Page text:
There are three kinds of people in this world — those who are good with numbers, and those who aren’t. I’m glad the ones who are good with numbers decided to figure out when to expect solar eclipses. It was kind of them to let the …
There are three kinds of people in this world — those who are good with numbers, and those who aren’t. I’m glad the ones who are good with numbers decided to figure out when to expect solar eclipses. It was kind of them to let the “numerically challenged” folks know when to buy solar eclipse glasses.
We’ve been reading about the eclipse for months. Jilda and I both marked the date on our calendars back in January in pen. An entry in pen on our calendar is as good as a handshake. Back in early August, I searched for the best source for solar eclipse glasses. I ordered 10 pairs from Amazon. The glasses were slow to ship, but Amazon has never let me down so I didn’t fret. During the days leading up to the celestial event, news outlets reported a run on eclipse glasses. Many sources ran out. I just smiled because I’d been clever enough to order mine in plenty of time. Typically, Amazon guarantees shipment delivery within two working days, but this order didn’t make that promise. It took almost two weeks. Anxiety built.
Finally, UPS delivered the package. I reported to my great nephew Jordan that the viewing party was ON. He did a happy eclipse dance.
Then, the next morning I got an email from Amazon saying the glasses weren’t certified. They instructed me to dispose of them. They stated they would refund my money. WHAT?????
I whined about it on Facebook. A lot of people told me where to get the glasses, but every place I tried said they were out. I was desperate because this was Jordan’s first opportunity to see a solar eclipse. He was depending on me to get the glasses.
A friend who graduated with me in 1968 saw my Facebook post and volunteered to send two pairs overnight. Like me, she’d purchased several pairs, but hers were from a good batch. True to her word, the FedEx guy delivered the glasses the next day.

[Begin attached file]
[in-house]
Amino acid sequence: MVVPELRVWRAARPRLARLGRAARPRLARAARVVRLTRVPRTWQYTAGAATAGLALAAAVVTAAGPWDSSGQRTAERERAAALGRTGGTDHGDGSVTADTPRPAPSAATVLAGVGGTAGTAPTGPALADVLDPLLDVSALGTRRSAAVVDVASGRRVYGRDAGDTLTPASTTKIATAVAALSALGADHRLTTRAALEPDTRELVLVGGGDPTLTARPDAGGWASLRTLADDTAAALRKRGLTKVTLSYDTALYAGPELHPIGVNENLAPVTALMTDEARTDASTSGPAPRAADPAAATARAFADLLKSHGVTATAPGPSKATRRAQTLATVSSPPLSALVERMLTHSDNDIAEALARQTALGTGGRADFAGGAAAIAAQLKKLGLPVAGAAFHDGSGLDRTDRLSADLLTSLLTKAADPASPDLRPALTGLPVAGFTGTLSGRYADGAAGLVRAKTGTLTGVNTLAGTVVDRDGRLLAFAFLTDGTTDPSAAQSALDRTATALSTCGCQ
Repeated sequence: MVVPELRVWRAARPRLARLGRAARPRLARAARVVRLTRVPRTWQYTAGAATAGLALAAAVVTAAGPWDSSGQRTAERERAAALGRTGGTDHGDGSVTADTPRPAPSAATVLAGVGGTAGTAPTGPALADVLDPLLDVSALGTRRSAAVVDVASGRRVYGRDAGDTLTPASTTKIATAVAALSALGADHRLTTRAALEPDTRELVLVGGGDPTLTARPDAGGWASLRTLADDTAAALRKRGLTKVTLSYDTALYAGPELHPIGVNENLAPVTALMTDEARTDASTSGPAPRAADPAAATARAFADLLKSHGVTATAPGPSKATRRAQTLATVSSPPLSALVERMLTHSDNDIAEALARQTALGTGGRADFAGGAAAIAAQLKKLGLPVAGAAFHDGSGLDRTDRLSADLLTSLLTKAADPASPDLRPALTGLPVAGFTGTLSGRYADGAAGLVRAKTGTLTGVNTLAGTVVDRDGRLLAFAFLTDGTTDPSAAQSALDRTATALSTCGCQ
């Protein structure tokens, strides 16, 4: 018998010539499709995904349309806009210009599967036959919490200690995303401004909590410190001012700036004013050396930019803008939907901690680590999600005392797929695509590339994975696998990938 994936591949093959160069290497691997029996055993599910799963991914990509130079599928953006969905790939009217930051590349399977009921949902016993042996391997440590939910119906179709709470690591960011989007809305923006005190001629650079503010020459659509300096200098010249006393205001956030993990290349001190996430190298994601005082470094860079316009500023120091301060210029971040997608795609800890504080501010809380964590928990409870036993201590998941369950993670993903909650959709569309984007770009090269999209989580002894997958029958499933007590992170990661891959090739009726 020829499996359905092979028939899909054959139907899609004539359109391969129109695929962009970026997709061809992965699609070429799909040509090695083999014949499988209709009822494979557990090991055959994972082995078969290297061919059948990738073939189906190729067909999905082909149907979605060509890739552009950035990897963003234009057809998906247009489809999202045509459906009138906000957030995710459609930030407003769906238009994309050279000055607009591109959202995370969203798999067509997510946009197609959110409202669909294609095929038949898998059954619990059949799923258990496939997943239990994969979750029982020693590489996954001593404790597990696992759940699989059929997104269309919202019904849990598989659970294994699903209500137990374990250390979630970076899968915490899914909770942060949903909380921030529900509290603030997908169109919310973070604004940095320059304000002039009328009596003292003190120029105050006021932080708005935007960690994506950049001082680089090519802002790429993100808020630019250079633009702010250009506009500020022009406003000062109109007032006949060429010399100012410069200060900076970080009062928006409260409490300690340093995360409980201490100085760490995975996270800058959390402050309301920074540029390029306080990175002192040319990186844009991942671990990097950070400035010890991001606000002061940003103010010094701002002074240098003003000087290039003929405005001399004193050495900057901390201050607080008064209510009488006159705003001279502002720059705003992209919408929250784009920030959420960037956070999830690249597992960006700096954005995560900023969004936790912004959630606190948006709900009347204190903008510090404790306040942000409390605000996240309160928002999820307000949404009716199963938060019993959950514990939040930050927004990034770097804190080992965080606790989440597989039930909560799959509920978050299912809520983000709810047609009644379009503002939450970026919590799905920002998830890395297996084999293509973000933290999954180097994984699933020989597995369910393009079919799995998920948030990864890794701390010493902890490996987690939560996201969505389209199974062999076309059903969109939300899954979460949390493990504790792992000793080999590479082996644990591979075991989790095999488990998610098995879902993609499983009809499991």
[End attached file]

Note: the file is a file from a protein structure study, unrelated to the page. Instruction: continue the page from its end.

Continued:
On eclipse day, I checked Jordan out of school at 11 a.m., and we headed toward the farm. Jilda whipped up eclipse chicken and a sun baked potato. She actually baked it in the oven, but we had a theme going. We washed it down with solar Kool-Aid. If I’d been clever, we would have had Moon Pies for dessert, but that was an afterthought and it didn’t happen.
When the moon began taking its first bite from the sun, we strapped on our eclipse glasses and watched for a few seconds. Then we proceeded to construct a pinhole device to view the event another way. One of the weather channels reported that a colander bowl would work. We couldn’t make that look as good so we watched the eclipse progress on the old pinhole device.
As the time approached, Jordan, his grandpa, Jilda and I stood out on the porch and observed the quality of light. It looked almost as if the Good Lord put a dimmer switch on the sun.
We heard crickets chirping like they do late in the evenings. The chickens in our back yard began heading toward their roost. Domino, the rooster, began to crow, signaling that it was nearing bedtime. For a brief time, we enjoyed a respite from the crazy world around us. We stood silently looking up in awe.
Rick Watson is a columnist and author. His latest book “Life Goes On” is available on Amazon.com. You can contact him via email at firstname.lastname@example.org